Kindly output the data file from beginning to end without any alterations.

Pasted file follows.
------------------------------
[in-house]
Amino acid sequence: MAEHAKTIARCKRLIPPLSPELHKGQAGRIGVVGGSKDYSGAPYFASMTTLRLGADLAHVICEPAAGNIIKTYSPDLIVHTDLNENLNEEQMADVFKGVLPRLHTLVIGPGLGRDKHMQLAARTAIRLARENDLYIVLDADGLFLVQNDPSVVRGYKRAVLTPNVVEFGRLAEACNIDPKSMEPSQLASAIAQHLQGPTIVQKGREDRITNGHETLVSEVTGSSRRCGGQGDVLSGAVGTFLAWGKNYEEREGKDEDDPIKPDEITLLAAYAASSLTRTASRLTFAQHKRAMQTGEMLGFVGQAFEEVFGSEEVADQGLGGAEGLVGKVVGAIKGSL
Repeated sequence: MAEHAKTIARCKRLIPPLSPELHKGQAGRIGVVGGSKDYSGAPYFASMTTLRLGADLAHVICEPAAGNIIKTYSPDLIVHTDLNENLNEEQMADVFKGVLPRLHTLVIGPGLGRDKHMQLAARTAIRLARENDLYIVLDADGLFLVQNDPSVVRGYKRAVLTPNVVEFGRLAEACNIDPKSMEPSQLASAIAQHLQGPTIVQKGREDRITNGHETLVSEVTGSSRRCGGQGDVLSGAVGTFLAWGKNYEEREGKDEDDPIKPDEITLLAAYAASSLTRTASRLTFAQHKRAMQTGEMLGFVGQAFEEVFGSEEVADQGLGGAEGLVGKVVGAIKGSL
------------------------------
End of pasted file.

[in-house]
Amino acid sequence: MAEHAKTIARCKRLIPPLSPELHKGQAGRIGVVGGSKDYSGAPYFASMTTLRLGADLAHVICEPAAGNIIKTYSPDLIVHTDLNENLNEEQMADVFKGVLPRLHTLVIGPGLGRDKHMQLAARTAIRLARENDLYIVLDADGLFLVQNDPSVVRGYKRAVLTPNVVEFGRLAEACNIDPKSMEPSQLASAIAQHLQGPTIVQKGREDRITNGHETLVSEVTGSSRRCGGQGDVLSGAVGTFLAWGKNYEEREGKDEDDPIKPDEITLLAAYAASSLTRTASRLTFAQHKRAMQTGEMLGFVGQAFEEVFGSEEVADQGLGGAEGLVGKVVGAIKGSL
Repeated sequence: MAEHAKTIARCKRLIPPLSPELHKGQAGRIGVVGGSKDYSGAPYFASMTTLRLGADLAHVICEPAAGNIIKTYSPDLIVHTDLNENLNEEQMADVFKGVLPRLHTLVIGPGLGRDKHMQLAARTAIRLARENDLYIVLDADGLFLVQNDPSVVRGYKRAVLTPNVVEFGRLAEACNIDPKSMEPSQLASAIAQHLQGPTIVQKGREDRITNGHETLVSEVTGSSRRCGGQGDVLSGAVGTFLAWGKNYEEREGKDEDDPIKPDEITLLAAYAASSLTRTASRLTFAQHKRAMQTGEMLGFVGQAFEEVFGSEEVADQGLGGAEGLVGKVVGAIKGSL